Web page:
Everything We Know About the Coronavirus Stimulus Debit Cards

Trump inspects an EIP debit card. Photo: Brendan Smialowski/AFP via Getty Images

Last Monday, after millions of Americans had received their stimulus payments by direct deposit or paper check, the Treasury Department announced plans for a new method of payment: prepaid debit cards. The Economic Impact Payment (EIP) Cards began hitting mailboxes late last week and the problems started immediately, with some people mistaking the envelopes for junk mail and throwing them away and others finding misspelled names and a buggy online portal. Here’s what we know about the EIP debit cards and the many issues people are having with them.

Why are some payments coming on a debit card?

Because it’s faster than sending a check. Last week, in a press release from the Treasure Department, Secretary Steve Mnuchin said the prepaid cards allow the government to send out stimulus payments more “quickly” than checks. The cards are going to people whose bank-account information is not on file with the IRS, making direct deposit impossible.

“Prepaid debit cards are secure, easy to use, and allow us to deliver Americans their money quickly,” Mnuchin said in the release. “Recipients can immediately activate and use the cards safely.”

The Treasury Department also touted a handful of other benefits the cards provide, including the ability to check the card’s balance online and built-in protections against fraud and loss.

How many people are getting debit cards?

Roughly 4 million, according to the Treasury Department. That’s far fewer than the 140 million who received payments by check, direct deposit, or Direct Express card, which is the Treasury-sponsored card for people who receive Social Security but don’t have a bank account.

Who is issuing the card?

According to the IRS, the card will arrive in a “plain envelope from Money Network Cardholder Services.” The vague, spam-like name on the envelope, along with the government’s lack of communication about the debit cards, has led some people to throw them away. One Florida woman told WINK-TV that her card ended up in tiny pieces at the bottom of the trash can. “My husband looked at it, briefly read it and he said, ‘Do you want this?’ And I said, ‘I don’t need another fake card,’ so he cut it up in little pieces,” Bonnie Moore said.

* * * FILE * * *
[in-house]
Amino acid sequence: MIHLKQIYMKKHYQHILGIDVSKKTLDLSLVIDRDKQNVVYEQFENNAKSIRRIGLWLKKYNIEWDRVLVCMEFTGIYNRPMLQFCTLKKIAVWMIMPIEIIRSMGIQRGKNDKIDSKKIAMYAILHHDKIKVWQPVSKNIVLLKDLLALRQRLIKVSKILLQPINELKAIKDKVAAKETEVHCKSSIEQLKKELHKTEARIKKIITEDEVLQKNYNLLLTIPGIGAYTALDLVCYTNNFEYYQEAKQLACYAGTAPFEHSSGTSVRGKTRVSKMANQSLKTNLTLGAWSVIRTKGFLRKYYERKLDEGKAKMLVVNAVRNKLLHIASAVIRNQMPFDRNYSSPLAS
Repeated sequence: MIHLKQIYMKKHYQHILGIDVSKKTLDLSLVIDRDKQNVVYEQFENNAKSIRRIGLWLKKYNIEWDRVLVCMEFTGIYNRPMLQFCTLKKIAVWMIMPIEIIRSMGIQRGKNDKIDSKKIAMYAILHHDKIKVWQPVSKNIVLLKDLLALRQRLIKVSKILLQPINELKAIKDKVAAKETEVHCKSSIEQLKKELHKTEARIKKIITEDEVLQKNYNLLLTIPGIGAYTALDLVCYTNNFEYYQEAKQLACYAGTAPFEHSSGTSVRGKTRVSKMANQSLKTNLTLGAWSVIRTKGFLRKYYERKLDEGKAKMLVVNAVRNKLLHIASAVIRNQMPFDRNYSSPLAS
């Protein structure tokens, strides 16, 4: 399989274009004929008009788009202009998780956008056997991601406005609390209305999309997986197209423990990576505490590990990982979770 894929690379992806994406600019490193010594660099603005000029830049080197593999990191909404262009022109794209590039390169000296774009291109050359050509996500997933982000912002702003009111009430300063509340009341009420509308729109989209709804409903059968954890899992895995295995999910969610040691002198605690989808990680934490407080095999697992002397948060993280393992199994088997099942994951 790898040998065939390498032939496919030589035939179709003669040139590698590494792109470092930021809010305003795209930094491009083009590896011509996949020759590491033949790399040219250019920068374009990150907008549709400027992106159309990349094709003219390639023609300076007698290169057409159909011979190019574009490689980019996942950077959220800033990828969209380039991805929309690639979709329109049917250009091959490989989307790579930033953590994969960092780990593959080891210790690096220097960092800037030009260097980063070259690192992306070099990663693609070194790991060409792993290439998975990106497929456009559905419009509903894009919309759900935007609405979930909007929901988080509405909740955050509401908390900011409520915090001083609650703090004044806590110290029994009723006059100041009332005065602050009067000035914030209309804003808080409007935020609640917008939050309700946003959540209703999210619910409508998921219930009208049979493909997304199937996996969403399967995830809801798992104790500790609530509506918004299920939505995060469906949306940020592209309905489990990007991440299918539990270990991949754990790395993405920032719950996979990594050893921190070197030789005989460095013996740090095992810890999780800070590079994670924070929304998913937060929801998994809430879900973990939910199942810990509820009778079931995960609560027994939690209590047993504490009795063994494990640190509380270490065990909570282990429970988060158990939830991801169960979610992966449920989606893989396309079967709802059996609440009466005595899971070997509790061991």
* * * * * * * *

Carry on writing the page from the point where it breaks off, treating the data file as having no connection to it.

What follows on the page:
In Texas, Vicki Wade told KCEN TV that she was suspicious of the card because she’s never heard of Money Network Cardholder Services or MetaBank, which the Treasury Department calls its “financial agent.” She was also suspicious of the instructions to give her personal details to activate the card.

“At first glance you would throw it away. You would. Especially if Money Network is not your bank. It’s not my bank and no one I do business with,” Wade told the station.

How do you activate the card?

You have to call 1-800-240-8100 and give the automated service your name, address, and — close your eyes, cyber-security experts — your Social Security number. You will then be prompted to create a four-digit PIN.

How can the card be used?

People who receive their stimulus payment on a EIP card can keep the money there and use it like a regular debit card until they’ve spent every penny. They can also withdraw cash at an ATM. There’s no fee when using an in-network ATM. A list can be found here.

People can also transfer the money to their bank account for no fee, but that process has caused some headaches. According to the cardholder agreement on, transfers are limited to $1,000 per transaction, $2,500 per day, and $5,000 per month. People have complained about this on Twitter.

Is legit?

Despite appearances to the contrary, it is. The Treasury Department linked out to the site in a press release last week with the text, “Read more about the Economic Impact Payment Card.”

What other problems are people having?

In addition to accidentally throwing the card away and getting thwarted by transfer limits, some people have reported that their name is misspelled on the card.

Others have worried that using the card will allow the government to track their purchases. It won’t, says. The site’s FAQ includes the question, “Will the Treasury Department be able to see how I spend my Economic Impact Payment?” The answer: “No. Under Federal law (the Right to Financial Privacy Act), the federal government is not allowed to ask the card issuer about your Card account and the card issuer is not allowed to give the government information about your Card account without your written permission, except under very limited circumstances.”

So … what if I threw mine away?

You can get a replacement, but it will cost you. The price for a replacement card is $7.50, provided you’re okay waiting for it. You can pay an extra $17 for expedited shipping.

Everything We Know About Coronavirus Stimulus Debit Cards